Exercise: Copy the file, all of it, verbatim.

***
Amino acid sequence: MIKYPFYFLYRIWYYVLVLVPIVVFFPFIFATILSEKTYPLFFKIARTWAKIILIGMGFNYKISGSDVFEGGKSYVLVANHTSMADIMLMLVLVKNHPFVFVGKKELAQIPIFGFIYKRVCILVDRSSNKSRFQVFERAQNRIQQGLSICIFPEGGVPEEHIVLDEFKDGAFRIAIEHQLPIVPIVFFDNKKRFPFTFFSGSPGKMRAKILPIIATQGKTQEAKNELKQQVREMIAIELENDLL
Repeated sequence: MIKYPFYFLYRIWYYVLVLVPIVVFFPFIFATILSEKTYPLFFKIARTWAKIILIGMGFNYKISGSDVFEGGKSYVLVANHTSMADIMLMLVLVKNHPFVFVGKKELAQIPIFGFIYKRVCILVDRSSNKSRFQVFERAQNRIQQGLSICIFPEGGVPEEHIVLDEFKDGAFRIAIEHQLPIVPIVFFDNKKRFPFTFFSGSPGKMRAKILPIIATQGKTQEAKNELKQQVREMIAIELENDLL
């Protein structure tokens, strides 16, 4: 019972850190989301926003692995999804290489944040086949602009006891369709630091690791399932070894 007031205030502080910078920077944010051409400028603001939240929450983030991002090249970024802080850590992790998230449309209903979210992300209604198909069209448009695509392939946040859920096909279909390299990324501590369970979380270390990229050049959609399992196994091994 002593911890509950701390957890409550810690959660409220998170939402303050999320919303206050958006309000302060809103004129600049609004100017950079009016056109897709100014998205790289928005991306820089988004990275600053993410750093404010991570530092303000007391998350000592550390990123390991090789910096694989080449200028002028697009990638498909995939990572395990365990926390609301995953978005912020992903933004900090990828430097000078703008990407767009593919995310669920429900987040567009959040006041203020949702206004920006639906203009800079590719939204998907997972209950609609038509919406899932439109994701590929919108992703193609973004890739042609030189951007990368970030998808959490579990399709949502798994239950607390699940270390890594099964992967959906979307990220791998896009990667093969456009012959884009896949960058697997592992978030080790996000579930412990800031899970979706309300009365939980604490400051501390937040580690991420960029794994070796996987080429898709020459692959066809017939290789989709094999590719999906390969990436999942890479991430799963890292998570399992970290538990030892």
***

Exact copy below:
Amino acid sequence: MIKYPFYFLYRIWYYVLVLVPIVVFFPFIFATILSEKTYPLFFKIARTWAKIILIGMGFNYKISGSDVFEGGKSYVLVANHTSMADIMLMLVLVKNHPFVFVGKKELAQIPIFGFIYKRVCILVDRSSNKSRFQVFERAQNRIQQGLSICIFPEGGVPEEHIVLDEFKDGAFRIAIEHQLPIVPIVFFDNKKRFPFTFFSGSPGKMRAKILPIIATQGKTQEAKNELKQQVREMIAIELENDLL
Repeated sequence: MIKYPFYFLYRIWYYVLVLVPIVVFFPFIFATILSEKTYPLFFKIARTWAKIILIGMGFNYKISGSDVFEGGKSYVLVANHTSMADIMLMLVLVKNHPFVFVGKKELAQIPIFGFIYKRVCILVDRSSNKSRFQVFERAQNRIQQGLSICIFPEGGVPEEHIVLDEFKDGAFRIAIEHQLPIVPIVFFDNKKRFPFTFFSGSPGKMRAKILPIIATQGKTQEAKNELKQQVREMIAIELENDLL
């Protein structure tokens, strides 16, 4: 019972850190989301926003692995999804290489944040086949602009006891369709630091690791399932070894 007031205030502080910078920077944010051409400028603001939240929450983030991002090249970024802080850590992790998230449309209903979210992300209604198909069209448009695509392939946040859920096909279909390299990324501590369970979380270390990229050049959609399992196994091994 002593911890509950701390957890409550810690959660409220998170939402303050999320919303206050958006309000302060809103004129600049609004100017950079009016056109897709100014998205790289928005991306820089988004990275600053993410750093404010991570530092303000007391998350000592550390990123390991090789910096694989080449200028002028697009990638498909995939990572395990365990926390609301995953978005912020992903933004900090990828430097000078703008990407767009593919995310669920429900987040567009959040006041203020949702206004920006639906203009800079590719939204998907997972209950609609038509919406899932439109994701590929919108992703193609973004890739042609030189951007990368970030998808959490579990399709949502798994239950607390699940270390890594099964992967959906979307990220791998896009990667093969456009012959884009896949960058697997592992978030080790996000579930412990800031899970979706309300009365939980604490400051501390937040580690991420960029794994070796996987080429898709020459692959066809017939290789989709094999590719999906390969990436999942890479991430799963890292998570399992970290538990030892």